On 1-2 March, the Blueprint for Sectoral Cooperation on Skills in the automotive industry was successfully launched during a conference in Ostrava. The conference gathered representatives from the 24 partners involved in the project (universities, training providers and industrial partners from the automotive industry - industriAll Europe being one of them). 

The Blueprint for Sectoral Cooperation on Skills is one of the ten key actions of the New Skills Agenda for Europe adopted by the Commission. The Blueprint provides a new framework for strategic cooperation between key stakeholders at sectoral level. The ambition is to develop a sectoral skills strategy in support of the overall growth strategy for the automotive industry. This strategy has to be based on the major trends that are likely to affect jobs and skills with a view to identify priorities and milestones, which should result in concrete actions and solutions enabling the sector to address current skills gaps and future skills needs.

For the project partners it is clear that the cars of the future will be different and thus the skills needed to produce them will logically differ as well. Indeed, the automotive sector faces multiple challenges and opportunities that will also have a strong societal impact. The sector is in turmoil because of so many structural changes taking place at the same time: the ever stricter emission standards and the resulting quest for alternative powertrains, the digitalisation of production processes, automated driving, the increasing connectivity of cars with the outside world, development of mobility as a service. These developments offer great opportunities for innovation and for a sustainable development of our transport system. Workers will have to acquire the skills that live up to the new challenges, while jobs can be put at risk in conventional technologies.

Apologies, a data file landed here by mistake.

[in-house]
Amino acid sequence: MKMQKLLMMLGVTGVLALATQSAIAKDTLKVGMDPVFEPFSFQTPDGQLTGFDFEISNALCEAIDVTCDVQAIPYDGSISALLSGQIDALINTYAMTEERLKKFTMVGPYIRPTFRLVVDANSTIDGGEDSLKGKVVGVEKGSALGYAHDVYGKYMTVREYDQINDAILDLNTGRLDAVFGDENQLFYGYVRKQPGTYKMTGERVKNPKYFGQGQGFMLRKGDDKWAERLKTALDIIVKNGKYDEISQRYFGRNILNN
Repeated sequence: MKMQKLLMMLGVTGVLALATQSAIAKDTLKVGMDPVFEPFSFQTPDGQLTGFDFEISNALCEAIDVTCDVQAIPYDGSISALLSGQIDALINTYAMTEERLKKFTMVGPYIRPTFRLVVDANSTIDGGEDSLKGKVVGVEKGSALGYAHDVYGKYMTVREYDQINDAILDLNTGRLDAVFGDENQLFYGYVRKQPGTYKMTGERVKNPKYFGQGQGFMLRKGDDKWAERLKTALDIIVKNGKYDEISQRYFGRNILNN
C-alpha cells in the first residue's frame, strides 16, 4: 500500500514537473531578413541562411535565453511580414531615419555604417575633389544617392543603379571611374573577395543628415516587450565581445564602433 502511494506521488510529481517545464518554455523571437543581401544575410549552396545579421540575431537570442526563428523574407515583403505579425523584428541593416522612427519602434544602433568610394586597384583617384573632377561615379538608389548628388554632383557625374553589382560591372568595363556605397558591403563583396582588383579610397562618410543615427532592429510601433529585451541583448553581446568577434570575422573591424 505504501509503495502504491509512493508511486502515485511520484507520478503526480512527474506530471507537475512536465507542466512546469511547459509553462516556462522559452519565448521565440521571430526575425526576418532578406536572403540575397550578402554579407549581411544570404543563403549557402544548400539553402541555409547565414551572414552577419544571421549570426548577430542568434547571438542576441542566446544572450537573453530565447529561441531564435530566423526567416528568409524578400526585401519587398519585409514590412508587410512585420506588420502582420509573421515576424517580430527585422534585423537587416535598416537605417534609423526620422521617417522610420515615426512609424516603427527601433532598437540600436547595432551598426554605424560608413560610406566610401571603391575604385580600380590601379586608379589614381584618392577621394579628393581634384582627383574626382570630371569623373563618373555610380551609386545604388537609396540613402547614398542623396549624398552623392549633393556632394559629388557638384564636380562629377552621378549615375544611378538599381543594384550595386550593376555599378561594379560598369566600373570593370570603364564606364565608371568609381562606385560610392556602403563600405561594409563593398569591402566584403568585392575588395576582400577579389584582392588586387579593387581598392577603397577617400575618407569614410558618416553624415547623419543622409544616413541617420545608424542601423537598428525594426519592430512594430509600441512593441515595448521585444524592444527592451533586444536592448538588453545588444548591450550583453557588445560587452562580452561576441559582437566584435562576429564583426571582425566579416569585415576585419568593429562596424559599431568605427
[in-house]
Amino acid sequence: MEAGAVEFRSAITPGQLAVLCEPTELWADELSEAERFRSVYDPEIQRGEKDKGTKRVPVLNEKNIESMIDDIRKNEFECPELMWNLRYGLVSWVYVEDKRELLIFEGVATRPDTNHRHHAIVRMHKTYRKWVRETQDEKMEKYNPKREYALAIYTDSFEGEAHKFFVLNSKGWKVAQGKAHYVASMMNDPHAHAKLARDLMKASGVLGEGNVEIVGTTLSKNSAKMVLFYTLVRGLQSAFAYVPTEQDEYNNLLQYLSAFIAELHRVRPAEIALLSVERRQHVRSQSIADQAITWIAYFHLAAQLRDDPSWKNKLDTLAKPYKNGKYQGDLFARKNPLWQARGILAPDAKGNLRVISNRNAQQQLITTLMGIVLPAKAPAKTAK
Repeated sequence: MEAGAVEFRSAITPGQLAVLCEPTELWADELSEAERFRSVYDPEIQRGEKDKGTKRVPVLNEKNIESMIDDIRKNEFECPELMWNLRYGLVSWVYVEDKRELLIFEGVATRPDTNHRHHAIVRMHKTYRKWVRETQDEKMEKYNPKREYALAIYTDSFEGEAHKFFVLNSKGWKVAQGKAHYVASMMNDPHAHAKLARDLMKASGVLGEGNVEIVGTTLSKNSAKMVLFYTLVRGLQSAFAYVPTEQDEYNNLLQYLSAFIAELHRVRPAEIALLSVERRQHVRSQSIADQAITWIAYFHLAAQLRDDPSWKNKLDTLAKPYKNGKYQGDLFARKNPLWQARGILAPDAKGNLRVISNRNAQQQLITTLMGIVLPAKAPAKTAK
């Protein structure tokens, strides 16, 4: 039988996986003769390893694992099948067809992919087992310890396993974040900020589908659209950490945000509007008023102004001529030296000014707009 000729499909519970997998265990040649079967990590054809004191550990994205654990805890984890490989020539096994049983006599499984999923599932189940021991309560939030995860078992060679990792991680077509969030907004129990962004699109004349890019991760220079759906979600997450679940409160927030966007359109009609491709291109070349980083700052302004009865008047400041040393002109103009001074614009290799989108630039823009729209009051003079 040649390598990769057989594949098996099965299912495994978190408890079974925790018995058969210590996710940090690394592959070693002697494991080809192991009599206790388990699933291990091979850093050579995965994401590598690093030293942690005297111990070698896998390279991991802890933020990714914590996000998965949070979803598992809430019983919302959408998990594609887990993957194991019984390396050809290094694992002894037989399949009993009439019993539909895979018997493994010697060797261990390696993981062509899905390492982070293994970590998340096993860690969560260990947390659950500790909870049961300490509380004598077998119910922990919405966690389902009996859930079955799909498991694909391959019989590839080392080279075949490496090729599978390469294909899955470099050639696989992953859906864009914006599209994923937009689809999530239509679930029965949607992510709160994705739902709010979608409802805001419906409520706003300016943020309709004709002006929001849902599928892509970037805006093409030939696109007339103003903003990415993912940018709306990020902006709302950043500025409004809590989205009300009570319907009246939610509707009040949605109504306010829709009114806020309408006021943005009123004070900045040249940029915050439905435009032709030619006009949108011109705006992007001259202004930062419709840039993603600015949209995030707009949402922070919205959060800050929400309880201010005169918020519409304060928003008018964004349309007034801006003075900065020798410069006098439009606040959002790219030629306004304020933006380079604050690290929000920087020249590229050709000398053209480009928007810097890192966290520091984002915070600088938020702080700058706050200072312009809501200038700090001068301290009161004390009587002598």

The Blueprint for skills in the automotive sector builds on previous initiatives taken by the Commission and sectoral partners, in particular the Sector Skills Council and the High-Level Group GEAR 2030. 

The automotive Blueprint is part of a first wave of sectors that got approval from the Commission (besides automotive, projects in Maritime Technology, Space, TCLF and Tourism were also accepted). In a next wave, sectors including additive manufacturing, green technologies, maritime shipping, paper and steel will be eligible for funding.

The different work packages were discussed during the conference. They mainly address the following topics:

  • Developing a strategic roadmap on future skills needs by building sectoral skills intelligence on emerging and declining skill needs in the sector. Improving the capacity to forecast, anticipate and match future skills and labour market needs is a precondition for the design of efficient employment and training policies.
  • Developing the skills framework by describing new job roles that are key for the future of the sector, while at the same time establishing training facilities and certification schemes. Skills sets for the automotive industry should be transparent, recognisable and comparable across Europe. Therefore, standardised skills sets and skills portals services (skills learning portals, skills assessment portals, job role certification) have to be provided and deployed into more Member States than has been done so far.
  • Supporting the transferability of skills. Mutual recognition of skills between Member States and creating pathways between schools and industry as well as between vocational training and universities are important tools for supporting the professional mobility of workers
  • Organising a European-wide scheme for apprentices in the automotive sector by building an appropriate IT infrastructure
  • Promotional activities in order to support the uptake of the results of the projects.

The automotive Blueprint will run over four years and will receive an impressive sum of 4 million euros of funding from the Commission. This will put the automotive industrial partners in the driving seat for addressing future skills needs. IndustriAll Europe considers the Blueprint for Sectoral Cooperation on Skills a key vehicle for delivering the GEAR 2030 recommendations on skills. These recommendations insist on rolling out initiatives for all workers in the sector, regardless of their skills level. All low- and high-skilled workers in SMEs and MNCs need to be retrained to be able to work with the technologies of tomorrow. Indeed, competence development has become more important than ever in a fast-developing automotive industry and its future jobs are likely to require a different mix of skills necessitating permanent upgrading of all skills levels.